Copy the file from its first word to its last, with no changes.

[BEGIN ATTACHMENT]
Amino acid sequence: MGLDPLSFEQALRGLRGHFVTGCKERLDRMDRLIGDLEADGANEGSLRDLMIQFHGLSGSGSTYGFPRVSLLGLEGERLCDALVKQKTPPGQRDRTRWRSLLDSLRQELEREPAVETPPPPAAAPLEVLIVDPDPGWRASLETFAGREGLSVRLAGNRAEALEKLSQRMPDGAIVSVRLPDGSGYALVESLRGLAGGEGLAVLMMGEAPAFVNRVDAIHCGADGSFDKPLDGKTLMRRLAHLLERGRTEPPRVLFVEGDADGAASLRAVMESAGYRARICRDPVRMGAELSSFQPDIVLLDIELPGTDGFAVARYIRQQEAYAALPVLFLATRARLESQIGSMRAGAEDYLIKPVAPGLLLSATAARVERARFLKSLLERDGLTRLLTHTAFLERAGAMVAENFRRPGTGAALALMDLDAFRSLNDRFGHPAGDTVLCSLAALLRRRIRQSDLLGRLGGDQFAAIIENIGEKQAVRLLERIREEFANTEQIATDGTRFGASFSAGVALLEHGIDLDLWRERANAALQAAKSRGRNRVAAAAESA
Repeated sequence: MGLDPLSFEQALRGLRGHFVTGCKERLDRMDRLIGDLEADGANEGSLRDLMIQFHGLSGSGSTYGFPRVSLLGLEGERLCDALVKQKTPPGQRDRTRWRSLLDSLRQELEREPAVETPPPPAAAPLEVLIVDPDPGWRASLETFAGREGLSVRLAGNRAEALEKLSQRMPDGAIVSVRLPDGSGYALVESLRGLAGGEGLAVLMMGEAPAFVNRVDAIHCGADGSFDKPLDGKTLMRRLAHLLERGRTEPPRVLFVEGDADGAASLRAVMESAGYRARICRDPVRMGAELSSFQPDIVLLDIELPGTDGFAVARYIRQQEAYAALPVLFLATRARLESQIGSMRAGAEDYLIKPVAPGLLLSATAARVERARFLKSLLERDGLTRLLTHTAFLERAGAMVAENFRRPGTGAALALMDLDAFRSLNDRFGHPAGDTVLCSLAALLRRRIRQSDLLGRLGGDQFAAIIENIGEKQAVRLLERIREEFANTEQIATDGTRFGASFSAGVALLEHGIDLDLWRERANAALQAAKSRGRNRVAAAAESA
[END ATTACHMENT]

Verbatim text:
Amino acid sequence: MGLDPLSFEQALRGLRGHFVTGCKERLDRMDRLIGDLEADGANEGSLRDLMIQFHGLSGSGSTYGFPRVSLLGLEGERLCDALVKQKTPPGQRDRTRWRSLLDSLRQELEREPAVETPPPPAAAPLEVLIVDPDPGWRASLETFAGREGLSVRLAGNRAEALEKLSQRMPDGAIVSVRLPDGSGYALVESLRGLAGGEGLAVLMMGEAPAFVNRVDAIHCGADGSFDKPLDGKTLMRRLAHLLERGRTEPPRVLFVEGDADGAASLRAVMESAGYRARICRDPVRMGAELSSFQPDIVLLDIELPGTDGFAVARYIRQQEAYAALPVLFLATRARLESQIGSMRAGAEDYLIKPVAPGLLLSATAARVERARFLKSLLERDGLTRLLTHTAFLERAGAMVAENFRRPGTGAALALMDLDAFRSLNDRFGHPAGDTVLCSLAALLRRRIRQSDLLGRLGGDQFAAIIENIGEKQAVRLLERIREEFANTEQIATDGTRFGASFSAGVALLEHGIDLDLWRERANAALQAAKSRGRNRVAAAAESA
Repeated sequence: MGLDPLSFEQALRGLRGHFVTGCKERLDRMDRLIGDLEADGANEGSLRDLMIQFHGLSGSGSTYGFPRVSLLGLEGERLCDALVKQKTPPGQRDRTRWRSLLDSLRQELEREPAVETPPPPAAAPLEVLIVDPDPGWRASLETFAGREGLSVRLAGNRAEALEKLSQRMPDGAIVSVRLPDGSGYALVESLRGLAGGEGLAVLMMGEAPAFVNRVDAIHCGADGSFDKPLDGKTLMRRLAHLLERGRTEPPRVLFVEGDADGAASLRAVMESAGYRARICRDPVRMGAELSSFQPDIVLLDIELPGTDGFAVARYIRQQEAYAALPVLFLATRARLESQIGSMRAGAEDYLIKPVAPGLLLSATAARVERARFLKSLLERDGLTRLLTHTAFLERAGAMVAENFRRPGTGAALALMDLDAFRSLNDRFGHPAGDTVLCSLAALLRRRIRQSDLLGRLGGDQFAAIIENIGEKQAVRLLERIREEFANTEQIATDGTRFGASFSAGVALLEHGIDLDLWRERANAALQAAKSRGRNRVAAAAESA